Landlords often review bankruptcies to see if the canceled debts came from prior rental properties. Keep in mind that bankruptcies can stay on your credit report for 7 years for Chapter 13 and 10 years for Chapter 7. If you have a discharged bankruptcy, however, landlords will likely see this as a lower risk than someone currently going through bankruptcy. The impact of a bankruptcy lessens as time goes on.
Landlords and property management companies may use a specialized tenant screening report to help them evaluate potential renters. Although the information used varies by service, it may include credit reports, rental history (including eviction lawsuits), and a risk score based on criteria selected by the landlord.
Landlords may consider the following factors in addition to your credit score:
By reviewing your credit report, you can check it for inaccuracies and see how you look on paper to potential landlords. Compare what’s listed on your credit report to the specific rental requirements before you fill out a rental application. That way, if a landlord has requirements, such as you needing to have no bankruptcies listed on your credit report, you can be sure your report meets the criteria before you apply and have them run your credit with a hard inquiry.
You can receive a free report once a year from the major credit reporting agencies by visiting AnnualCreditReport.com. You can also check your credit report at any time for a fee by contacting any of the three major credit bureaus (Experian, Equifax and TransUnion). These companies cannot legally charge you more than $13.50 for each report.
By law, landlords must provide an “adverse action” notification to the prospective tenant explaining why they rejected the application. If you receive a denial, the following steps may help you get future applications on track.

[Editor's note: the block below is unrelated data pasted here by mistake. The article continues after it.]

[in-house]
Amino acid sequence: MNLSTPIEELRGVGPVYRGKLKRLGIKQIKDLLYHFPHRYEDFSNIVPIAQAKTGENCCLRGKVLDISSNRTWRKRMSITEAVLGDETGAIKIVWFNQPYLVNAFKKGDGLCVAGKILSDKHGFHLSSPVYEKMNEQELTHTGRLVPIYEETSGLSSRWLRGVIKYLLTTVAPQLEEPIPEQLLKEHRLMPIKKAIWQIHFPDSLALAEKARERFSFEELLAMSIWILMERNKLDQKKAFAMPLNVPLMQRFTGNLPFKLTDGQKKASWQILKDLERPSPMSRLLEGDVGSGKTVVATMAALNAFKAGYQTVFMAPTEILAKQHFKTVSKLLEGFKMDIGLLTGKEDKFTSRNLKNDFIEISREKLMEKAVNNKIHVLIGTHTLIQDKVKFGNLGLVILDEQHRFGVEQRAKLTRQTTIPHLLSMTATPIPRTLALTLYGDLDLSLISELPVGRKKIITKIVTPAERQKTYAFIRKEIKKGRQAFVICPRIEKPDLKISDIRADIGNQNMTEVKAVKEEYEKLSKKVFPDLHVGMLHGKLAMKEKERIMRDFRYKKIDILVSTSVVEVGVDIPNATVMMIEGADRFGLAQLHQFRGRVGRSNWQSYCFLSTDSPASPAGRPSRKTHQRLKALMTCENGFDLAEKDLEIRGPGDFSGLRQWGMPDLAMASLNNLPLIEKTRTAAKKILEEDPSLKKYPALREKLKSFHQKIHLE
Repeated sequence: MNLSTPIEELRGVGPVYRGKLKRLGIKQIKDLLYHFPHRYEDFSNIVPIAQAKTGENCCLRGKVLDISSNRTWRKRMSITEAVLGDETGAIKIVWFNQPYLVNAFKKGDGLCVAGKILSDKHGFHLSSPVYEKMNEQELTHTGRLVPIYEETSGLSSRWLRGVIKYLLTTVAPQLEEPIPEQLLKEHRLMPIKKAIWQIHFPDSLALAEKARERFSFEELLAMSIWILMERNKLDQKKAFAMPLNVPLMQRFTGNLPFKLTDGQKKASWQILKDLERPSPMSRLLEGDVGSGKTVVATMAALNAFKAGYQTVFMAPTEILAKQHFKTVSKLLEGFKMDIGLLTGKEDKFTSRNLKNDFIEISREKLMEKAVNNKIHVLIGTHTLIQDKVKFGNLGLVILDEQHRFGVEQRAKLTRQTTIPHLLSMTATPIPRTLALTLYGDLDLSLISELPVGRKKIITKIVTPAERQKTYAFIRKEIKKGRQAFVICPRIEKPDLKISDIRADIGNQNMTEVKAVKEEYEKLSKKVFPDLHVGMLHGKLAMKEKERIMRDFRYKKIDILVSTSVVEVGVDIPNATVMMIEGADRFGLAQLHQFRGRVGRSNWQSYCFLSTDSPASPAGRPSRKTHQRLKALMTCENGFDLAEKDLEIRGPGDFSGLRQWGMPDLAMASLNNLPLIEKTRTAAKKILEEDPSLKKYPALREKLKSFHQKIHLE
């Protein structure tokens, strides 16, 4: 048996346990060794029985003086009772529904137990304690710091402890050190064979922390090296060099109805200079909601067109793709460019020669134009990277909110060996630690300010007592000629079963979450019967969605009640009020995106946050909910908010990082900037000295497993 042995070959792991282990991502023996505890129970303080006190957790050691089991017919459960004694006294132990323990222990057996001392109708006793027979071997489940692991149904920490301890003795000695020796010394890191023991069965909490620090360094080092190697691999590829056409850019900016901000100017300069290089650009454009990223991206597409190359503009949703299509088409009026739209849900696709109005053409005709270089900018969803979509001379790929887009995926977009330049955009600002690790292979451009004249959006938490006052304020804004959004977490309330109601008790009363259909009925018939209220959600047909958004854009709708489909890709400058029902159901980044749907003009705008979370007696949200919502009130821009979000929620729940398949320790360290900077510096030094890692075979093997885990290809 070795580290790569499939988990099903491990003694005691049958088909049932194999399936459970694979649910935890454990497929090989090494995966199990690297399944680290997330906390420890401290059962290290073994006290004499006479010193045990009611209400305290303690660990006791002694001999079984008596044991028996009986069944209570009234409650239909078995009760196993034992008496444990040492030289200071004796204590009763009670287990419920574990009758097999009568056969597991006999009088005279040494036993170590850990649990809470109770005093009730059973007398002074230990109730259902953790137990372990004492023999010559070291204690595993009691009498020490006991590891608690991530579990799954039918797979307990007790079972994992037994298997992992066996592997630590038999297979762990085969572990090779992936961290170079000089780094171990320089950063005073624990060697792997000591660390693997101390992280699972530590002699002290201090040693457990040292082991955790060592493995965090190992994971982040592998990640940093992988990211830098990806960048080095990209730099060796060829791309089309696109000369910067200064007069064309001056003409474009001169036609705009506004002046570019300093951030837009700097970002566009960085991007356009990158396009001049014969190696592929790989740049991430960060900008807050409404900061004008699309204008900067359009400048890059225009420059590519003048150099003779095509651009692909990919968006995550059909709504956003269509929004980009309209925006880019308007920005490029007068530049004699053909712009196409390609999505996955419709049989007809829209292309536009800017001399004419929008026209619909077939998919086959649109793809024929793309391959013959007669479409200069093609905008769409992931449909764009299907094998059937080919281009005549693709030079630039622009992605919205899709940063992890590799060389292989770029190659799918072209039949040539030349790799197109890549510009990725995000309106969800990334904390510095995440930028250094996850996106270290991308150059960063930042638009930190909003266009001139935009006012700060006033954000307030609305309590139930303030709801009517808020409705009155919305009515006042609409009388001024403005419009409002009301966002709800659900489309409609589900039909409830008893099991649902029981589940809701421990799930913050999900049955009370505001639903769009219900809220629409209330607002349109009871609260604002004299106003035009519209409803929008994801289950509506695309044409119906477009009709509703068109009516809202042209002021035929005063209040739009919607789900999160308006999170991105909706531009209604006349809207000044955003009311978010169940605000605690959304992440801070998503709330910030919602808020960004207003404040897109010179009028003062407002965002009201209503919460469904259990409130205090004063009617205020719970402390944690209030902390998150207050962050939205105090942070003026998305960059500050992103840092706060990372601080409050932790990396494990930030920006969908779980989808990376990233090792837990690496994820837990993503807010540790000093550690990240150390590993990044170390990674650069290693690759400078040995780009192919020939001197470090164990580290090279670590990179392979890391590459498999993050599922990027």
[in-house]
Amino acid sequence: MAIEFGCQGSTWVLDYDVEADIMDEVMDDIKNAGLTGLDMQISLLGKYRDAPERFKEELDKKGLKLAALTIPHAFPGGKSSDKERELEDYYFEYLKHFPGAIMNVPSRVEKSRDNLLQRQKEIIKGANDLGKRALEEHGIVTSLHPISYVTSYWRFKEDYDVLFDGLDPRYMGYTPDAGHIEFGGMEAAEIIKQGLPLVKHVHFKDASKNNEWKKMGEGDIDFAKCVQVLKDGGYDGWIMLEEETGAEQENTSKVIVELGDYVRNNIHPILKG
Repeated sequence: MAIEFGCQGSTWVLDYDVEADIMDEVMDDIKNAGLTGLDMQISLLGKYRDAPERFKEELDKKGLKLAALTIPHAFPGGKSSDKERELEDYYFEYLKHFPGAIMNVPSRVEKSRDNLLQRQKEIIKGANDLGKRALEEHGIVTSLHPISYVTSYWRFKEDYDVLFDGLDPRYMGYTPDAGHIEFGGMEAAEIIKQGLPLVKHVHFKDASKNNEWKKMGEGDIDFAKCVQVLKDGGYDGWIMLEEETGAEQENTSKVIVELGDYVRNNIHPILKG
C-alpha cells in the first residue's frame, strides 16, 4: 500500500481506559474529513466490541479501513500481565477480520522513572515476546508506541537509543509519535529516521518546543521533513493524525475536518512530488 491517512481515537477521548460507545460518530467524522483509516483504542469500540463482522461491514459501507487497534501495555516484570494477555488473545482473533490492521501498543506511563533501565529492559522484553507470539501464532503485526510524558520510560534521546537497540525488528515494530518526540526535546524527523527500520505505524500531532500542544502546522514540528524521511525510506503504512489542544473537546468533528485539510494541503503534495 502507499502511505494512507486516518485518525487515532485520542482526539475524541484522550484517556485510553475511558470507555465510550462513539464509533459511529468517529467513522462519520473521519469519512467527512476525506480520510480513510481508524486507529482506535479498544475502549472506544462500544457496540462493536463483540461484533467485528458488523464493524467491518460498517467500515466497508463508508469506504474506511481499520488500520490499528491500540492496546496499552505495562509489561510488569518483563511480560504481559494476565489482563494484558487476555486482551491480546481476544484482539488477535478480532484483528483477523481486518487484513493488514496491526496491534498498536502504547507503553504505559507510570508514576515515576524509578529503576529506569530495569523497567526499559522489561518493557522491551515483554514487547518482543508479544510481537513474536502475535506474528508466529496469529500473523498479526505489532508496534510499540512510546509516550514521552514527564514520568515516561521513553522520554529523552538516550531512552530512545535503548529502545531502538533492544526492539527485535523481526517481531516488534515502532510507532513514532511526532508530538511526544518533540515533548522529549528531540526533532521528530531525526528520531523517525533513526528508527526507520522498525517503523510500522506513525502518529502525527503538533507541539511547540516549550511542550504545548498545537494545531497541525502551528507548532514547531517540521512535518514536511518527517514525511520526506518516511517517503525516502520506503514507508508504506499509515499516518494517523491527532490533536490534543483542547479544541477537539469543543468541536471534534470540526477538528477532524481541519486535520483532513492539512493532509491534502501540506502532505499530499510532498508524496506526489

If you didn’t look over a copy of your credit report before submitting your rental application — or even if you did — now would be a great time for you to check it out and catch any errors or review the negative information that the landlord may have seen. If you haven’t already received your free yearly report, you can do so at AnnualCreditReport.com or through Experian, Equifax and TransUnion directly for a fee. If you find a mistake on your credit report, you may want to contact the potential landlord to explain the situation and see if they will reconsider their decision.
As a tenant or rental applicant, the Fair Credit Reporting Act (FCRA) gives you rights when your rental application is denied in what is called an “adverse action.” Among your rights, the landlord must supply you with the contact information (name, address and phone number) of the screening company and give you notice that you have 60 days to request a free copy of your tenant screening report. Review the report for any incorrect or outdated information. If it contains an error, you can dispute it.